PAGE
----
Ohio State. Oregon. Auburn. Miami. The list goes on and on of the major football powers that are getting popped for minor/major violations over the last year. And even to the average football fan, the list of punishments reads the same:
–Loss of X number of scholarships, a number which will not have a serious effect on schools who get 25 5-star and 4-star players every year.
–X Years of Probation, which is basically like the NCAA’s way of saying “Never do it again” but not actually spanking you. How did that work out with your parents?
–Vacation of X number of wins. Funny how fanbases don’t care about that, as they still consider those wins and enjoy bragging about them. Hell, Kentucky recognized vacated Calipari wins this season (which they should have held strong on, but nonetheless)
–X years bowl ban, usually 1 or 2 for the major violators. Wanna know why this really doesn’t matter? Because conferences just split up the bowl money, and the schools in trouble still get that money. Plus, schools are FORCED to buy bowl tickets, so when they are banned from a bowl, in many cases they actually catch a break in not having to buy tickets that they can’t sell (SEE UCONN THIS SEASON)
All of that above is fine and good and has been the standard procedure of the NCAA for as long as I can remember. There are two things missing from above that the NCAA has not implemented in the major era and if they want to show any teeth, need to find quickly: MONEY AND JOB TERMINATION.
First, job termination. Yes, the NCAA has instituted show causes in several cases, for example Kelvin Sampson. But they only instituted that show cause AFTER Sampson had been canned at Indiana and clearly would not be hired by another college. They only institute it after the fact. To my knowledge, the NCAA has never placed a show cause on a coach that was in a job. Imagine if the NCAA slapped a show cause onto Auburn coach Gene Chizik, essentially eliminating him from Auburn. I certainly think his violations are justification to place such a penalty. Can you imagine the fear running through head coaches in the this country if they knew the NCAA could fire them for violations? Don’t you think these coaches would monitor their programs more closely and not jam their heads in the sand as much? I would think so.
But, the main change in punishment has to come with MONEY. Andy Staples of CNNSI put out a great blurb about a change he would make in punishment a few weeks ago:
A school guilty of a major violation owes the NCAA a year’s worth of athletic department revenue, payable over a 10-year period. So if Texas gets nailed, it owes $143 million. If Ohio State gets nailed, it owes $123 million. If Vanderbilt gets nailed — hey, stranger things have happened — it would owe $49.9 million.
That penalty would be fair, would be serious, but would not completely destroy a program. But, I want to take that punishment one step further. I want a system where the member institutions monitor themselves and their conference brethren more. So, I would take Staples’ idea above and add this caveat:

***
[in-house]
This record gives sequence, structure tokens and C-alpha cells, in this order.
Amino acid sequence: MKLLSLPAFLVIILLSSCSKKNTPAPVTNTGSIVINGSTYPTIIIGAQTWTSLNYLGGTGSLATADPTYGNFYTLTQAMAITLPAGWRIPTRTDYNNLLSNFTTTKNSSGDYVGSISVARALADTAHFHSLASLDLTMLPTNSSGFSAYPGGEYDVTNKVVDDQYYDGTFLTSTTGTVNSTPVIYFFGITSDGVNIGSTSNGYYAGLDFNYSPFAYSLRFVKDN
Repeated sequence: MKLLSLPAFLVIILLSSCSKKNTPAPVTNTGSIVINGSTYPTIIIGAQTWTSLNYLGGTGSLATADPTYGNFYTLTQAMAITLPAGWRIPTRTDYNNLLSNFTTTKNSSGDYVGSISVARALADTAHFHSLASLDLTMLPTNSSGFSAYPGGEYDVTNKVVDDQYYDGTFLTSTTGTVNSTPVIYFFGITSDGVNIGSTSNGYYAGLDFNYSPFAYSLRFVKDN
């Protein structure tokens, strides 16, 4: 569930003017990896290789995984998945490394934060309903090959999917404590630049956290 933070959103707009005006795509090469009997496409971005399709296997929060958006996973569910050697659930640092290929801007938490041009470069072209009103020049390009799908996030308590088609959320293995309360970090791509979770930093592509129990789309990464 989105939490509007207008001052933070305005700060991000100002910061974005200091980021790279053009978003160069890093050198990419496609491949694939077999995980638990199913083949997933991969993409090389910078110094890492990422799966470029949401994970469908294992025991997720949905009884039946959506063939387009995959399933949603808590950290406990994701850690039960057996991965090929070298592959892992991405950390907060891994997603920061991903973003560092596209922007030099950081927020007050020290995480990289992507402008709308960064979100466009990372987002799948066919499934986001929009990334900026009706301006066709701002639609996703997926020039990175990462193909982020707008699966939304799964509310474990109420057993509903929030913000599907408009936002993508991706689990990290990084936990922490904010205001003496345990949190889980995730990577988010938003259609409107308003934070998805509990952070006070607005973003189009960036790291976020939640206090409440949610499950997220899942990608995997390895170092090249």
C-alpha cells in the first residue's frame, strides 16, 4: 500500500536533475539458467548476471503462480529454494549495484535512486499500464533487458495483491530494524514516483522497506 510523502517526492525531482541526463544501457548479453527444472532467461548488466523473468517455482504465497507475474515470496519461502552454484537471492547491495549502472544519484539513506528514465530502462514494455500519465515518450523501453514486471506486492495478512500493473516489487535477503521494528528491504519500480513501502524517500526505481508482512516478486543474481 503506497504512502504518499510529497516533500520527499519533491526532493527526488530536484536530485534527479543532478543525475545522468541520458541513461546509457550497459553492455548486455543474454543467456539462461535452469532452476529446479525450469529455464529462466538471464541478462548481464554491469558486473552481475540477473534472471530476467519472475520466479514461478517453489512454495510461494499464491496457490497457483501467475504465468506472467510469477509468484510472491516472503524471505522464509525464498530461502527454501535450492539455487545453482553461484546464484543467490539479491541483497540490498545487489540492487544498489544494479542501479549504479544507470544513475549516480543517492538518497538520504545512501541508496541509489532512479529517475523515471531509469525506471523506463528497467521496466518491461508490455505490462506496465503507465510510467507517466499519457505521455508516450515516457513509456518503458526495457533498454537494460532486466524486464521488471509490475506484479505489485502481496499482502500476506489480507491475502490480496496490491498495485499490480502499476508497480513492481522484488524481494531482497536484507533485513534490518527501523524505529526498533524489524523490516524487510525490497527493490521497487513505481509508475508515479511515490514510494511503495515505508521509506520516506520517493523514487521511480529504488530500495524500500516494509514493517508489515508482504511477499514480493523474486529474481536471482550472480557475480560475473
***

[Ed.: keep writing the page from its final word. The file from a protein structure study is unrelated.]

-A SCHOOL MUST GIVE BACK A YEAR’S WORTH OF ATHLETIC REVENUE TO THE NCAA OVER A 10-YEAR PERIOD, AND THAT REVENUE WILL BE DIVIDED EQUALLY AMONGST THAT TEAM’S CONFERENCE OPPONENTS.
Not only is the offender hurt, but the rest of the conference would benefit off those violations. Conference teams generally recruit the same areas and those coaches and recruiters see each other a lot. They see these violations or potential violations often. Don’t you think a school like Kentucky would be more willing to turn in Tennessee if it knew it would get a chuck of UT’s revenue if the violation turned out true?
Let’s take Auburn for instance. In the 2009-10 year, Auburn reported a revenue of 92-million dollars. I would guess they made more this athletic year due to their national championship football team, but we will go with the 92-million dollar figure. Over a 10-year period, Auburn would have to give back 9.2 million dollars a year, and that yearly number would be divided up amongst the other 11 SEC schools. That means each SEC school would receive $836,363 from Auburn for 10 straight years.
Now, a smart person would say that’s too simplistic because several schools in major conference are generally on probation or under investigation every year. Well, I would add in this in my money plan:
-Any school under probation for MAJOR violations would not be awarded any money. Minor violators would still be eligible to receive penalties from it’s conference brothers.
Even big money schools like Auburn would find a 9.2 million dollar yearly fine costly. You know what Auburn doesn’t find costly: vacated wins. Probation. Loss of 5 scholarships. Those are things a major program trucks right on through. Losing in the checkbook is not.
(And let’s be clear: The NCAA will NEVER institute such a policy because they are a gutless organization who want the money that football provides as much as the schools themselves. They would never attempt anything that would prevent their cash cow programs from making as much money as possible. In the same way they would never change their precious bowl system out of fear of losing money.)